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BMJ investigation reveals “cosy relationship” between alcohol industry and British government

BMJ investigation reveals “cosy relationship” between alcohol industry and British government
January 8th, 2014
Author: Economic Voice Staff

Documents show 130 meetings with Department of Health alone and suggest minimum pricing consultation was a sham

A BMJ investigation today reveals the “extraordinary level of access” granted by the government to the alcohol industry as it fought successfully last year to kill off a minimum unit pricing policy in England and Wales.

It paints a vivid picture of a political class both dependent on and keen to fraternise with drinks companies – and suggests a fundamental reluctance by the government to hamper an industry that claims credit for millions of jobs and billions of pounds of income for the Treasury.

In an open letter also published today, senior doctors and health campaigners say this new information “serves to fuel fears that big business is trumping public health concerns in Westminster” and they urge the government to “stop dancing to the tune of the drinks industry and prioritise the health of the public.

When the government published its Alcohol Strategy in March 2012, it pledged to introduce a minimum unit price for alcohol in England and Wales. All that remained was to fix the level at which the price per unit would be set. At 40p, said Prime Minister David Cameron, it would prevent more than 900 alcohol-related deaths a year.

But just over a year later, this policy was as good as dead, the victim of an intensive lobbying campaign by an industry happy to continue making soft social pledges under the controversial Responsibility Deal but determined to veto a public health regulation that might hit profits.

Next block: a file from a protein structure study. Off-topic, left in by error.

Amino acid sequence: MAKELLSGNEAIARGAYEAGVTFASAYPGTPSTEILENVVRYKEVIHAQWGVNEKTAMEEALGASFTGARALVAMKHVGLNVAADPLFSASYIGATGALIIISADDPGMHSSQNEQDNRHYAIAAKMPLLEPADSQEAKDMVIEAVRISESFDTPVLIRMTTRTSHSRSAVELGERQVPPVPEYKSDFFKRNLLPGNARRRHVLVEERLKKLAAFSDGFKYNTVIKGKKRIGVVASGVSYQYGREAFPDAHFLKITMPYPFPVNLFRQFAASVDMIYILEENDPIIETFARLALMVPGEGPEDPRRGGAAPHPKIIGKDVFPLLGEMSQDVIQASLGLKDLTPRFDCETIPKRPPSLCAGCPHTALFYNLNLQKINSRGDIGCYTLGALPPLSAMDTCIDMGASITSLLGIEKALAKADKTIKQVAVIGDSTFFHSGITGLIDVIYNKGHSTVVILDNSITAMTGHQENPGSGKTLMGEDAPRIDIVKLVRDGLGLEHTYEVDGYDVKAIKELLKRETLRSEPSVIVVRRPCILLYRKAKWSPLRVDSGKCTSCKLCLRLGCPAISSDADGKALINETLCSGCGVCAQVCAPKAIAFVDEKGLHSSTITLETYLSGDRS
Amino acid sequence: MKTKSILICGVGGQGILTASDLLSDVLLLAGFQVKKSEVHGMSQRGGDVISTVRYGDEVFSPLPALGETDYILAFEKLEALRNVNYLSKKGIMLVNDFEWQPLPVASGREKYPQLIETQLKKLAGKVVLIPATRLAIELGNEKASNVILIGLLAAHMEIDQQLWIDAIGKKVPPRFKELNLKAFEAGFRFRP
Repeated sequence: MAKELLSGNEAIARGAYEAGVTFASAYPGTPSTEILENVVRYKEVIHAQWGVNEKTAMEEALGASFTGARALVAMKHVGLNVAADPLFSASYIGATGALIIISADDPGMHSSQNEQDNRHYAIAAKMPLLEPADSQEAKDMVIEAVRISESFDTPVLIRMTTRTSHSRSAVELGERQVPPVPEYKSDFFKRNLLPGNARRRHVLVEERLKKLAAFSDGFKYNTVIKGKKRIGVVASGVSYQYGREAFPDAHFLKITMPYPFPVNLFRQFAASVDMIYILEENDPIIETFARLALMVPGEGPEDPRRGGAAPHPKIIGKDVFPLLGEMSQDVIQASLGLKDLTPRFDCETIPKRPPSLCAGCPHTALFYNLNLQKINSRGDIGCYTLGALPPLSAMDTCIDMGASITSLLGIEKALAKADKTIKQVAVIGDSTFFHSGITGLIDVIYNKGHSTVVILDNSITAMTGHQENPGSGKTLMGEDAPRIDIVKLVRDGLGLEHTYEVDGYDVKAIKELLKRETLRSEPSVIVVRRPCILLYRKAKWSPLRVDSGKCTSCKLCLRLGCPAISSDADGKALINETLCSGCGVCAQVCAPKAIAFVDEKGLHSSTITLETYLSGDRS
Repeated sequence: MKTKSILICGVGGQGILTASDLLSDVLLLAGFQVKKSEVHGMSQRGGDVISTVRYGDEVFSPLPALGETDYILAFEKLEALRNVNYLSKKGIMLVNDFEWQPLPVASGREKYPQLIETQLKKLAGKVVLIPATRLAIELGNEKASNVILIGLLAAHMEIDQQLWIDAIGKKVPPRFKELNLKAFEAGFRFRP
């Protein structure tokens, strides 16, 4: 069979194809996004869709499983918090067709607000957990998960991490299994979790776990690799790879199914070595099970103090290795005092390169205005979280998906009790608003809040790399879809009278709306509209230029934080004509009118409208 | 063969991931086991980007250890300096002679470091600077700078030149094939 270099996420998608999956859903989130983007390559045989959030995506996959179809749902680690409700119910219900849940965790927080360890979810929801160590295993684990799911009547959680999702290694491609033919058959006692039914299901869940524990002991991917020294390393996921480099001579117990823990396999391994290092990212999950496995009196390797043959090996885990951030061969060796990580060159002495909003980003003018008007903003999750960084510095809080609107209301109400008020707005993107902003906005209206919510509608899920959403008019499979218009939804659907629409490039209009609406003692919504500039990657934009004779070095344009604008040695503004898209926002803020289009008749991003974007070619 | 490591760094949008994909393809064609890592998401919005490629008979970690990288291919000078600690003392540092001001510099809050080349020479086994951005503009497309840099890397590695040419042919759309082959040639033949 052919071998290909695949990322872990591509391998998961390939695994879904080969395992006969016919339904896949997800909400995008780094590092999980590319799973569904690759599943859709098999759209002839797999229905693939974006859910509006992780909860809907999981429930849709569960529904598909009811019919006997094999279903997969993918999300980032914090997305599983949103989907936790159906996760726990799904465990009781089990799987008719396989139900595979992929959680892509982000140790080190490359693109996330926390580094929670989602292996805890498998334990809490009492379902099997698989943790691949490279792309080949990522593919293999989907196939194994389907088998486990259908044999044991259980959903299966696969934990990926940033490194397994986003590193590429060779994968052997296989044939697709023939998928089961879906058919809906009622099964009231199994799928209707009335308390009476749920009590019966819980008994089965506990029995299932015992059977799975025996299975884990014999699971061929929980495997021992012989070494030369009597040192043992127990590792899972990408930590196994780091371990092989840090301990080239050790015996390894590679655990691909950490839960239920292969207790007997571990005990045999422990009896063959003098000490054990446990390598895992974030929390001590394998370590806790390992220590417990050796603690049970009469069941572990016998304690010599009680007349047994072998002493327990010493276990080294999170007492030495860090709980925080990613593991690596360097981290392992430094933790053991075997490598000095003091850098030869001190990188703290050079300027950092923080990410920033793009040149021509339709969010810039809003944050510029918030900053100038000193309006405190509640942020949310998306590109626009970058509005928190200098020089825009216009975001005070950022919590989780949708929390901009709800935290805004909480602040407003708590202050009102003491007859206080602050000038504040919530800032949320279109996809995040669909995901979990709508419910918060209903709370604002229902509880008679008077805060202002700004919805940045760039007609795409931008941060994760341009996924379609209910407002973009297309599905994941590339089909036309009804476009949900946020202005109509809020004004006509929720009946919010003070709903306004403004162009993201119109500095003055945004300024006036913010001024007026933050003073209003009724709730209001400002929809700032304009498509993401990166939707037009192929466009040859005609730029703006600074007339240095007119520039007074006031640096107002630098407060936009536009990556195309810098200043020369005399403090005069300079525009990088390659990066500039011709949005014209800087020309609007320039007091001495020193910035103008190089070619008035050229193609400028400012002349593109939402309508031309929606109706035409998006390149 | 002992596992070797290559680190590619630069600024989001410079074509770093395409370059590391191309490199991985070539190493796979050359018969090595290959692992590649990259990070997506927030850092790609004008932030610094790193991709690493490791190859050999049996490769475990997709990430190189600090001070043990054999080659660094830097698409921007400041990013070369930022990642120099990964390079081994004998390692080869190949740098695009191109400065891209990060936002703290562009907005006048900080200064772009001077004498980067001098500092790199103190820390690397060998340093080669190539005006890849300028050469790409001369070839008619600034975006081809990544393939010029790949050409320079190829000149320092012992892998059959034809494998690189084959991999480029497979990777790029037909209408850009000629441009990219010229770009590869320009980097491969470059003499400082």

The BMJ has discovered that since the Coalition took power in May 2010, the Department of Health alone has had at least 130 meetings with representatives of the alcohol industry, very few of which have been publicly documented, despite a transparency initiative launched by David Cameron that same year.

These include a meeting on 12 February 2013 – six days after the close of the government’s consultation on the level at which minimum pricing should be set – between public health minister Anna Soubry and alcohol industry representatives to discuss their “deep concern” about the impending regulation.

And in April 2013 – three months after the consultation had closed and at a time when the public health community believed minimum pricing was going ahead as promised – senior executives from supermarket group Asda met with Jeremy Hunt, Secretary of State for Health, to discuss alternative measures that would not “represent a significant additional burden on our customers”.

The government announced its U-turn on 17 July 2013. Instead of minimum unit pricing, it said, it would ban the sale of alcohol at below-cost price – the very measure that had been sought by industry and which has been dismissed by health experts as an ineffectual gesture.

Beer © The Economic VoiceThe decision was “absolutely shameful”, said Dr Sarah Wollaston, a GP and Conservative MP who has campaigned extensively for the introduction of minimum pricing. “We have government telling doctors that one of their key responsibilities is to cut avoidable mortality and yet they are stepping away from giving them the key tool that will make a difference, which I think is outrageous. The influence of industry is too great.”

The BMJ has also examined the activities of three all-party parliamentary groups that exist to support the beer, spirits and wine industries and discovered evidence of their extensive involvement with the alcohol sector.

Current records show that the beer group, to which 300 MPs (46%) and 100 members of the House of Lords belong, received £40,000 in donations from eight companies, including Heineken, Greene King, Diageo, and Molson Coors last year.

The All-Party Scotch Whisky and Spirits Group declares no funding or other benefits received from outside sources, but its secretariat and other services are provided by the Scotch Whisky Association, which is implacably opposed to minimum pricing.

Professor Sir Ian Gilmore, special adviser on alcohol to the Royal College of Physicians and chair of the Alcohol Health Alliance UK says: “The drinks industry continues to have high-level access to Government ministers and officials while no forum currently exists for the public health community to put forward its case in an environment free from vested interests.”

With deaths from liver disease rapidly rising and teenagers now presenting with advanced liver failure, the Government has a duty to realise its commitment to introduce minimum pricing.”

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